-- concatenation, with no value in the first part
(*>) :: Syntax () -> Syntax a -> Syntax a
p *> q = iso snd ((,) ()) (p <*> q)
 
-- list of a's, followed by finish
list :: Syntax a -> Syntax () -> Syntax [a]
list a finish = iso toList fromList (finish <|> (a <*> list a finish))
  where toList (Left _) = []
        toList (Right (x, xs)) = x:xs
        fromList [] = Left ()
        fromList (x:xs) = Right (x, xs)

Now we can define the syntax of depth-first presentations:

df :: Syntax (Tree Char)
df = iso toTree fromTree (char <*> list df (literal '^'))
  where toTree (x, ts) = Node x ts
        fromTree (Node x ts) = (x, ts)

We are using the isomorphism between Tree a and (a, [Tree a]). Some examples:

Tree> display df tree5
"afg^^c^bd^e^^^"
Tree> runP (parse df) "afg^^c^bd^e^^^"
Just (Node 'a' [Node 'f' [Node 'g' []],Node 'c' [],Node 'b' [Node 'd' [],Node 'e' []]],"")

5 Problem 71

(*) Determine the internal path length of a tree.

We define the internal path length of a multiway tree as the total sum of the path lengths from the root to all nodes of the tree. By this definition, tree5 has an internal path length of 9.

Example in Haskell:

Tree> ipl tree5
9
Tree> ipl tree4
2

Solution:

ipl :: Tree a -> Int
ipl = ipl' 0
  where ipl' d (Node _ ts) = d + sum (map (ipl' (d+1)) ts)

6 Problem 72

(*) Construct the bottom-up order sequence of the tree nodes.

Write a predicate bottom_up(Tree,Seq) which constructs the bottom-up sequence of the nodes of the multiway tree Tree.

Example in Haskell:

Tree> bottom_up tree5
"gfcdeba"

Solution:

bottom_up :: Tree a -> [a]
bottom_up (Node x ts) = concatMap bottom_up ts ++ [x]

A more efficient version using an accumulator:

bottom_up :: Tree a -> [a]
bottom_up t = bottom_up_aux t []
  where bottom_up_aux :: Tree a -> [a] -> [a]
        bottom_up_aux (Node x ts) xs = foldr bottom_up_aux (x:xs) ts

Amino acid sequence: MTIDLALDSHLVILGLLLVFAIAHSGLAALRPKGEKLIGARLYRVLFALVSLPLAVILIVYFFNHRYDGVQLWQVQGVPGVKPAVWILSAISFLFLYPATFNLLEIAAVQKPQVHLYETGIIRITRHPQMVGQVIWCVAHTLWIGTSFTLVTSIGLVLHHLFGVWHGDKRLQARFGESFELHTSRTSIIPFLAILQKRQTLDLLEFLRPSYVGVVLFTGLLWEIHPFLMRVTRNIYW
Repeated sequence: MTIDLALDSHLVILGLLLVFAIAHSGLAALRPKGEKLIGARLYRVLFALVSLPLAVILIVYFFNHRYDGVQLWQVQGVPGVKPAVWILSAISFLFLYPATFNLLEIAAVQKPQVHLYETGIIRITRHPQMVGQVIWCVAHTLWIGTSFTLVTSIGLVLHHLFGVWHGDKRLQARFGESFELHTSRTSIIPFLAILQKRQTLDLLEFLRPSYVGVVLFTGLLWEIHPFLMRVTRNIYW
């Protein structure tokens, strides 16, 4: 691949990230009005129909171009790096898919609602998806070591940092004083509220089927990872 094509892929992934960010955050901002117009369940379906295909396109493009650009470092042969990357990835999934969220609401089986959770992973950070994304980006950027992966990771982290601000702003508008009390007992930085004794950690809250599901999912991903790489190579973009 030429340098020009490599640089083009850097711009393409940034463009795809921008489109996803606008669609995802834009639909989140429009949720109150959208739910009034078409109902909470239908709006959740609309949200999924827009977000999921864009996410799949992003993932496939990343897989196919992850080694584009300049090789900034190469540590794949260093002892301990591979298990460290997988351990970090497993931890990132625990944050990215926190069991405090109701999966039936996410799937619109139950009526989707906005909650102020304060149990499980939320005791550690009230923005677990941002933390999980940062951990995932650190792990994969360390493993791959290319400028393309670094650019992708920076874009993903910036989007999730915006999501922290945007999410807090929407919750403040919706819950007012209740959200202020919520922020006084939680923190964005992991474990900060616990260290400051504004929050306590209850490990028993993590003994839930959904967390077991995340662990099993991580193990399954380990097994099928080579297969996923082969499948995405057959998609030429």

7 Problem 73

(**) Lisp-like tree representation.

There is a particular notation for multiway trees in Lisp. Lisp is a prominent functional programming language, which is used primarily for artificial intelligence problems. As such it is one of the main competitors of Prolog. In Lisp almost everything is a list, just as in Prolog everything is a term.

The following pictures show how multiway tree structures are represented in Lisp.

p73.png

Note that in the "lispy" notation a node with successors (children) in the tree is always the first element in a list, followed by its children. The "lispy" representation of a multiway tree is a sequence of atoms and parentheses '(' and ')', which we shall collectively call "tokens". We can represent this sequence of tokens as a Prolog list; e.g. the lispy expression (a (b c)) could be represented as the Prolog list ['(', a, '(', b, c, ')', ')']. Write a predicate tree_ltl(T,LTL) which constructs the "lispy token list" LTL if the tree is given as term T in the usual Prolog notation.

(The Prolog example given is incorrect.)

Example in Haskell:

Tree> display lisp tree1
"a"
Tree> display lisp tree2
"(a b)"
Tree> display lisp tree3
"(a (b c))"
Tree> display lisp tree4
"(b d e)"
Tree> display lisp tree5
"(a (f g) c (b d e))"

As a second, even more interesting exercise try to rewrite tree_ltl/2 in a way that the inverse conversion is also possible.

Solution: using the Syntax type used in problem 70 above:

lisp :: Syntax (Tree Char)
lisp = iso toTree fromTree
        (literal '(' *> (char <*> list (space *> lisp) (literal ')')) <|> char)
  where toTree (Left (x, ts)) = Node x ts
        toTree (Right x) = Node x []
        fromTree (Node x []) = Right x
        fromTree (Node x ts) = Left (x, ts)

Here we use the isomorphism between Tree a and Either (a, [Tree a]) a, where the list is non-empty.